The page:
We show that optical properties of dense biological tissues can be determined from backscattered power curves measured by a low-coherence reflectometer. Our measurement approach is based on a first-order scattering theory that relates the backscattered power to the total and backscattering cross sections of scatterers in a turbid medium. As a validation of the technique, measurements were made with a commercially available reflectometer on suspensions of polystyrene microspheres having known optical properties. With this reflectometer, which employs a 1300-nm LED source that emits less than 20 μW, we found that skin tissues could be probed to a depth of nearly 1 mm. Estimates of optical coefficients of human dermis and of a variety of excised animal tissues are given.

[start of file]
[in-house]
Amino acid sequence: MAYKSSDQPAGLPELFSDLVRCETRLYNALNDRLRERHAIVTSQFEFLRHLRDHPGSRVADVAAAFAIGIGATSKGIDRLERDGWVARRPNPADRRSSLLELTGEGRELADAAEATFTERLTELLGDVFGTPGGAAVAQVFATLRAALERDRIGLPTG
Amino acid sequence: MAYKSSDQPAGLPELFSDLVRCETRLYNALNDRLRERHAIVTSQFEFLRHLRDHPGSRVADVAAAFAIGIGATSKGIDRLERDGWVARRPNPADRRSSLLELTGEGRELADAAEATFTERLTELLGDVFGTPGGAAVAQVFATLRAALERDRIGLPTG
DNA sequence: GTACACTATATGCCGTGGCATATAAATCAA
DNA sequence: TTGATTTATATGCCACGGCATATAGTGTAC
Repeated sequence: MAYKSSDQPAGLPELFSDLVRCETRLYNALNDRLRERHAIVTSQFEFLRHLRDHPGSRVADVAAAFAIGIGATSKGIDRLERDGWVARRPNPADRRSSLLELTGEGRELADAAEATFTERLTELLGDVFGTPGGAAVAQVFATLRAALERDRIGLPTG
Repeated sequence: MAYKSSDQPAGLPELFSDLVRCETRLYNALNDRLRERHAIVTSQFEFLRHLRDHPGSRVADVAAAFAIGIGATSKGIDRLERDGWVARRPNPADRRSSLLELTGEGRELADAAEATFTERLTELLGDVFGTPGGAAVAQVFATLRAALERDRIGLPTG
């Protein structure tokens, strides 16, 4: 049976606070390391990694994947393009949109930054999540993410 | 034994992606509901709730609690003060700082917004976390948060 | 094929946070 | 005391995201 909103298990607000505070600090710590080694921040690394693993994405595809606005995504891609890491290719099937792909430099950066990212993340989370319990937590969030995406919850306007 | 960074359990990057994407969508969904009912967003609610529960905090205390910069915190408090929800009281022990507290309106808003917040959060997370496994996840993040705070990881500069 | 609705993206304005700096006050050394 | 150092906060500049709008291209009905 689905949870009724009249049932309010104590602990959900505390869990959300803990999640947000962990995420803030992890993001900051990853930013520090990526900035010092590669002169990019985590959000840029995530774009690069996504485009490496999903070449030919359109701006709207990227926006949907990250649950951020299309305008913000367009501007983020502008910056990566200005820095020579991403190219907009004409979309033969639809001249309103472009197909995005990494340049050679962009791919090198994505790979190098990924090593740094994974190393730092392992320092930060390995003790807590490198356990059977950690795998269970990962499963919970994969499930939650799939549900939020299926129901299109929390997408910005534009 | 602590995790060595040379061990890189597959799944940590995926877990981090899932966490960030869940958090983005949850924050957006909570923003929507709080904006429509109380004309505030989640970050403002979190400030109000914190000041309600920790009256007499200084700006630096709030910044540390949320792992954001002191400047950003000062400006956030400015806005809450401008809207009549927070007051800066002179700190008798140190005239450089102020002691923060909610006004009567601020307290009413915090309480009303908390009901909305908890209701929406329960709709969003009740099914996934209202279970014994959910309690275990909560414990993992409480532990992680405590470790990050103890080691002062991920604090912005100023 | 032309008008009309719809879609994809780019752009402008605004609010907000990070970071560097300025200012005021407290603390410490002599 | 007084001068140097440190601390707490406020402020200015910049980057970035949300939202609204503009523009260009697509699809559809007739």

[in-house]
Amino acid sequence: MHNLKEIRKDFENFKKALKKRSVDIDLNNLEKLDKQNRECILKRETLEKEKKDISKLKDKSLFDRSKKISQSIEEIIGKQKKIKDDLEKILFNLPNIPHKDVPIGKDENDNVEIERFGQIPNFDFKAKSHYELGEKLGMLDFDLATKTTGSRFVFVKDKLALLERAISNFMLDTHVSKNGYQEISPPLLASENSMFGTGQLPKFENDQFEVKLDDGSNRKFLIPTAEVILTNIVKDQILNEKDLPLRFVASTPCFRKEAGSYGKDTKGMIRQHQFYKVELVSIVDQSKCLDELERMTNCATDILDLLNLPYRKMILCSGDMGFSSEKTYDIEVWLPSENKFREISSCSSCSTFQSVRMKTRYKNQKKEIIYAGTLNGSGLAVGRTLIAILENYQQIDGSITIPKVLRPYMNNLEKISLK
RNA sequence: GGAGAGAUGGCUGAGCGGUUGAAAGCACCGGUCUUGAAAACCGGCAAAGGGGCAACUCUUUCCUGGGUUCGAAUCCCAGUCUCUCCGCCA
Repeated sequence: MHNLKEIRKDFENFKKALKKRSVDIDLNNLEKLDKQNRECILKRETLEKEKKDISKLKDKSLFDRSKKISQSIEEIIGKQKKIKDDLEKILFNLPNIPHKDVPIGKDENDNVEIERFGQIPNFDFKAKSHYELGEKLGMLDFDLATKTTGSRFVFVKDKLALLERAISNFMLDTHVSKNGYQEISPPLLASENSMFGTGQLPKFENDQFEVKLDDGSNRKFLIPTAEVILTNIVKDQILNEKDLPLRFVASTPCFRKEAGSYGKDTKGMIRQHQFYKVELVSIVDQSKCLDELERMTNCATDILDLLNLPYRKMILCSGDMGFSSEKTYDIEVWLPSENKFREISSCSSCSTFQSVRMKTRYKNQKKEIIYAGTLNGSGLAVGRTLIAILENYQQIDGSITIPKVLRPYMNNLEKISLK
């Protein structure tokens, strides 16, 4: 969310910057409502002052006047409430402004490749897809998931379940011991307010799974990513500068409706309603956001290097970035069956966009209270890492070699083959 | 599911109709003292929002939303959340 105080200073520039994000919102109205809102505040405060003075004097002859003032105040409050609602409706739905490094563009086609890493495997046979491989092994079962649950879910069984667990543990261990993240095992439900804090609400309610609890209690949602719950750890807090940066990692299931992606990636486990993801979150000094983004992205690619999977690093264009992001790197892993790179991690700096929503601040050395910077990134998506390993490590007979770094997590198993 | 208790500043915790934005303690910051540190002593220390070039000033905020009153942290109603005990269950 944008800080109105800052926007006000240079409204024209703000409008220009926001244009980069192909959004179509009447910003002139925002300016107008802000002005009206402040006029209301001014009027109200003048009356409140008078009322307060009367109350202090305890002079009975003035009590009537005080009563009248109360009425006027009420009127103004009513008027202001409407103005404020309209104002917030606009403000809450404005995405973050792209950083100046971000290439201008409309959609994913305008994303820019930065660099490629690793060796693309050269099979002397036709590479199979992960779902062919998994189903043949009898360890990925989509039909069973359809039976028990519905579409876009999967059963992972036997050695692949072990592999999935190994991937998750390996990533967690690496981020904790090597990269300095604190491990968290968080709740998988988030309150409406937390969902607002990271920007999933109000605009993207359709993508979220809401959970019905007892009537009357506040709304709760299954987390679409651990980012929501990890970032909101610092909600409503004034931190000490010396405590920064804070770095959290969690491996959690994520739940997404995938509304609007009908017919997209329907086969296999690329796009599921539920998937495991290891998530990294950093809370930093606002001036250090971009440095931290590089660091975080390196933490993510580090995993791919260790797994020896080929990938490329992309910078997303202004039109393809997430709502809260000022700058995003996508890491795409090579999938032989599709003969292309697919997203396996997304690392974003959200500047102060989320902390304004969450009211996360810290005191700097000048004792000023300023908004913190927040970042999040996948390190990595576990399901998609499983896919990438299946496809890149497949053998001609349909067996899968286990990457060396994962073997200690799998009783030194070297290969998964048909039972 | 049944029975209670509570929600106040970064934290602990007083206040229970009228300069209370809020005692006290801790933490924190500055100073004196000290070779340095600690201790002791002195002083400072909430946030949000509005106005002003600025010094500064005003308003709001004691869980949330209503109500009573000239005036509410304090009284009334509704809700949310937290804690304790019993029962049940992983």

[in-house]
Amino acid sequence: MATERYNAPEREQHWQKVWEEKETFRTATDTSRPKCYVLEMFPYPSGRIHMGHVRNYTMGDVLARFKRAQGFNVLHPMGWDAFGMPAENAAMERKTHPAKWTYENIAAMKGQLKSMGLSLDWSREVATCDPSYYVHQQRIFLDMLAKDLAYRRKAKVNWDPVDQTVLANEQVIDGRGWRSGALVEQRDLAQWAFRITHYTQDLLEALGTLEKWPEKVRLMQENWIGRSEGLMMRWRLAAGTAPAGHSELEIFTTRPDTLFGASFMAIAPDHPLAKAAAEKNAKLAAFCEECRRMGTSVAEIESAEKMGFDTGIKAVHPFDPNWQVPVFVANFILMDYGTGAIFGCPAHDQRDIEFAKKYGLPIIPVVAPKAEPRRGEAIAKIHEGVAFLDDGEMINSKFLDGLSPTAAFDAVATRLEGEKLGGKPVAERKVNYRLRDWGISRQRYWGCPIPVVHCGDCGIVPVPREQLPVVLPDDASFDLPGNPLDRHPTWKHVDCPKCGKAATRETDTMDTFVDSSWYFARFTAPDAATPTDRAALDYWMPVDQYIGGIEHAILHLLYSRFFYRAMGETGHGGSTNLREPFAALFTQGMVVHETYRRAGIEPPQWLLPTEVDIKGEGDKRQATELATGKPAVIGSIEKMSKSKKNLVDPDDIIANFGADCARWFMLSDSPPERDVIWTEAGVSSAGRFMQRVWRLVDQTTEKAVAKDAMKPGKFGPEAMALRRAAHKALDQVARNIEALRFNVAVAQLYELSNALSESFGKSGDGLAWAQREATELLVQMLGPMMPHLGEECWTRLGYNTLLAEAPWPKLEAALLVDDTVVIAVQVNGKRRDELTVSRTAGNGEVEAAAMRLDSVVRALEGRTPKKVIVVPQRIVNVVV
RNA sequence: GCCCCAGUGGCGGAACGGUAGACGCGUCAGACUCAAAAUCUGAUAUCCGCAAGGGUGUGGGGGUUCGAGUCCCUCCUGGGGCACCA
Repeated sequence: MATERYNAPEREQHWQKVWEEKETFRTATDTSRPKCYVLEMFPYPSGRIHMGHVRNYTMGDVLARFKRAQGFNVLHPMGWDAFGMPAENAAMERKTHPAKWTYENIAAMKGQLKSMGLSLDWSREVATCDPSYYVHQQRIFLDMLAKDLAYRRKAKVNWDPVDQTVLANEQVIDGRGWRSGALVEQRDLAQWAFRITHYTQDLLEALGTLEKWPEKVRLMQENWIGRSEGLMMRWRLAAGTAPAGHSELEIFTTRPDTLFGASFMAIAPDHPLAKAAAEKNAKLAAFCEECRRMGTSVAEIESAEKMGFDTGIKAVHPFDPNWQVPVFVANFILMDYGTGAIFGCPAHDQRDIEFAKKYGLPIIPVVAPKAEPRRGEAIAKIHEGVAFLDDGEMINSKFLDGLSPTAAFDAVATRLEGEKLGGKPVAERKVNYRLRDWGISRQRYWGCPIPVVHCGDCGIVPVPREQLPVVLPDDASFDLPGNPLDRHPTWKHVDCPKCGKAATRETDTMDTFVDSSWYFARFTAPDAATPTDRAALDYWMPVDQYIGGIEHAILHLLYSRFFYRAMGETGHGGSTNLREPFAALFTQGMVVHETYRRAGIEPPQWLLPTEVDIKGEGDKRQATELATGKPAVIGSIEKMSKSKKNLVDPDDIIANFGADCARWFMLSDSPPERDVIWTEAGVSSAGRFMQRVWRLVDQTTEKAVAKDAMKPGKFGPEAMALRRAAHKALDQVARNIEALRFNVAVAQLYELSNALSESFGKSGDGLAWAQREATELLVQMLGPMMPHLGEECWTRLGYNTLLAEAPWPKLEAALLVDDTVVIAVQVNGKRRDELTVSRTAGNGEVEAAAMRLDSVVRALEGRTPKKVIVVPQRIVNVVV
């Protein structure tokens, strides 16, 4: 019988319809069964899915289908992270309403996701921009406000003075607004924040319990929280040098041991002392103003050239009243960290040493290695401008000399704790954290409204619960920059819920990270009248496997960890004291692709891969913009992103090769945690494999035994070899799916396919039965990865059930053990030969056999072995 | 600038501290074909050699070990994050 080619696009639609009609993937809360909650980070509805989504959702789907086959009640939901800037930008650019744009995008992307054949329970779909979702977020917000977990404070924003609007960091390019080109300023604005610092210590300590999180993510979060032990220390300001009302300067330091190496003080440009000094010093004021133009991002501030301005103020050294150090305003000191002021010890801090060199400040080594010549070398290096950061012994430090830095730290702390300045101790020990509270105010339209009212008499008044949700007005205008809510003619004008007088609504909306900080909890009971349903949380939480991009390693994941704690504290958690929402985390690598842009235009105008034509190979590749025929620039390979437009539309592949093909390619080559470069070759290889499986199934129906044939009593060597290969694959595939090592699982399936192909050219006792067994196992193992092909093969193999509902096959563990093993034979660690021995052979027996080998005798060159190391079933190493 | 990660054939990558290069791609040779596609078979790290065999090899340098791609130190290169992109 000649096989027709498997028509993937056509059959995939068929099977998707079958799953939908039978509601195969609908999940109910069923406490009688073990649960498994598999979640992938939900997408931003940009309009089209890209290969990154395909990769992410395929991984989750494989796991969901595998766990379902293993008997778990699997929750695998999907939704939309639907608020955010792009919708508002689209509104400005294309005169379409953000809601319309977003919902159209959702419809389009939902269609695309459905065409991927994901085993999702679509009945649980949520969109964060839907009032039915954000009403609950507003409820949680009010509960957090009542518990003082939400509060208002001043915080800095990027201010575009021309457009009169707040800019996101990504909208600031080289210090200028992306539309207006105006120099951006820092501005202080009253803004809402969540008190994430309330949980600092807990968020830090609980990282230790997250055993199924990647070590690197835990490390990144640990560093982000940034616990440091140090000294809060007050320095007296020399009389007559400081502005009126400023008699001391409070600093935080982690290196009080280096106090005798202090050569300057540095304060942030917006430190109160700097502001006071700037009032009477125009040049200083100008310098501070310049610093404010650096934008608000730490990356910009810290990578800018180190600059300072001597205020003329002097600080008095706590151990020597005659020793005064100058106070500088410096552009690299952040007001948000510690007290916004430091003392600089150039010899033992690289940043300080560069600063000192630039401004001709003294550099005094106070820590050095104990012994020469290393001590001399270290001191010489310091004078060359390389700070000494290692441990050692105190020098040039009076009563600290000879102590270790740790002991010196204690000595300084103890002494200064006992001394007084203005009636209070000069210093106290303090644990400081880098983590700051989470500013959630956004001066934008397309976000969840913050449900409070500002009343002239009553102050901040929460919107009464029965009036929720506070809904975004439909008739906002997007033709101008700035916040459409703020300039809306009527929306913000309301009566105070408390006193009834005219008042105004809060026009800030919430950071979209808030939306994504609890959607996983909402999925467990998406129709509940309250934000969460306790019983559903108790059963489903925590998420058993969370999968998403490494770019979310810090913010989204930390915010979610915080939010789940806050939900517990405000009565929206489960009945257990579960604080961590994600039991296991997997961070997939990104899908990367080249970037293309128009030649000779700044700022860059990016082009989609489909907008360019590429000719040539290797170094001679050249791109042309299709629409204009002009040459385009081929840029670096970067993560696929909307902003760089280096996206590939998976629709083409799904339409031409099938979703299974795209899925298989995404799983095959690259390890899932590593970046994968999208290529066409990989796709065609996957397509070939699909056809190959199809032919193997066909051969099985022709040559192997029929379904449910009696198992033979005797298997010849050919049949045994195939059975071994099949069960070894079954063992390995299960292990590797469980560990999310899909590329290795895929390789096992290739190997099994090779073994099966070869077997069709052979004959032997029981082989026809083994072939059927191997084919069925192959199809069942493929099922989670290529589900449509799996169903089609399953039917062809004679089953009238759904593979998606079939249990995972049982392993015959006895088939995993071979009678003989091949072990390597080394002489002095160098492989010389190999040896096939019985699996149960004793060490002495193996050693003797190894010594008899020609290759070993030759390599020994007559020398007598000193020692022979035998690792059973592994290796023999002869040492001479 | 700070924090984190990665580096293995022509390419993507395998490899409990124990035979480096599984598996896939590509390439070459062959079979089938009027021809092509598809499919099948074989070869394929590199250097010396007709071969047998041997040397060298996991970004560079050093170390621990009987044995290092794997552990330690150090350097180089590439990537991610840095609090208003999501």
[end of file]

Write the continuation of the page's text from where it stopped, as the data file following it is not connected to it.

© 1993 Optical Society of America
Original Manuscript: June 16, 1992
Published: October 20, 1993
J. M. Schmitt, A. Knüttel, and R. F. Bonner, "Measurement of optical properties of biological tissues by low-coherence reflectometry," Appl. Opt. 32, 6032-6042 (1993)